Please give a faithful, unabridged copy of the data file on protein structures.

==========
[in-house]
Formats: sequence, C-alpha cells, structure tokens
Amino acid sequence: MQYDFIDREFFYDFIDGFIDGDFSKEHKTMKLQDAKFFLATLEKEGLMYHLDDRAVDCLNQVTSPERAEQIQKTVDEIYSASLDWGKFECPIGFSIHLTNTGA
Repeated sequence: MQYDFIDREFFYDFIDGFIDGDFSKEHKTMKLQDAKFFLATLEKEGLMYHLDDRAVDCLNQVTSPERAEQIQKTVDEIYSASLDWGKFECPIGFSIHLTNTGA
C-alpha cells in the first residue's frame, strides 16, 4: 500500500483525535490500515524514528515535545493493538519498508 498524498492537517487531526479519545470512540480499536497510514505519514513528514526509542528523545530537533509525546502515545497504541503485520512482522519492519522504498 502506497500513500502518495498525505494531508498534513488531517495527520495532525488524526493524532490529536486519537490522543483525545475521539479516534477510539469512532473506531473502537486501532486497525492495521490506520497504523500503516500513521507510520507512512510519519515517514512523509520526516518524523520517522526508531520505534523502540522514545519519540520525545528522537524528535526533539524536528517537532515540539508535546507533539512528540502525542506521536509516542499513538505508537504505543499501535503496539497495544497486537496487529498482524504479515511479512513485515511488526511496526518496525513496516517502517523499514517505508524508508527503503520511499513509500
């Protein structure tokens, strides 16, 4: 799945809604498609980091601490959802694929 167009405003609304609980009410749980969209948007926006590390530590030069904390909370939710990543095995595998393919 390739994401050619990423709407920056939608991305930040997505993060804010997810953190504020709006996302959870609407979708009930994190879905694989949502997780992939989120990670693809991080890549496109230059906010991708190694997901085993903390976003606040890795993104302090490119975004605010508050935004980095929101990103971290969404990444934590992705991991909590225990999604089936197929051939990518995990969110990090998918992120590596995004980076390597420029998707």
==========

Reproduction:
[in-house]
Formats: sequence, C-alpha cells, structure tokens
Amino acid sequence: MQYDFIDREFFYDFIDGFIDGDFSKEHKTMKLQDAKFFLATLEKEGLMYHLDDRAVDCLNQVTSPERAEQIQKTVDEIYSASLDWGKFECPIGFSIHLTNTGA
Repeated sequence: MQYDFIDREFFYDFIDGFIDGDFSKEHKTMKLQDAKFFLATLEKEGLMYHLDDRAVDCLNQVTSPERAEQIQKTVDEIYSASLDWGKFECPIGFSIHLTNTGA
C-alpha cells in the first residue's frame, strides 16, 4: 500500500483525535490500515524514528515535545493493538519498508 498524498492537517487531526479519545470512540480499536497510514505519514513528514526509542528523545530537533509525546502515545497504541503485520512482522519492519522504498 502506497500513500502518495498525505494531508498534513488531517495527520495532525488524526493524532490529536486519537490522543483525545475521539479516534477510539469512532473506531473502537486501532486497525492495521490506520497504523500503516500513521507510520507512512510519519515517514512523509520526516518524523520517522526508531520505534523502540522514545519519540520525545528522537524528535526533539524536528517537532515540539508535546507533539512528540502525542506521536509516542499513538505508537504505543499501535503496539497495544497486537496487529498482524504479515511479512513485515511488526511496526518496525513496516517502517523499514517505508524508508527503503520511499513509500
């Protein structure tokens, strides 16, 4: 799945809604498609980091601490959802694929 167009405003609304609980009410749980969209948007926006590390530590030069904390909370939710990543095995595998393919 390739994401050619990423709407920056939608991305930040997505993060804010997810953190504020709006996302959870609407979708009930994190879905694989949502997780992939989120990670693809991080890549496109230059906010991708190694997901085993903390976003606040890795993104302090490119975004605010508050935004980095929101990103971290969404990444934590992705991991909590225990999604089936197929051939990518995990969110990090998918992120590596995004980076390597420029998707």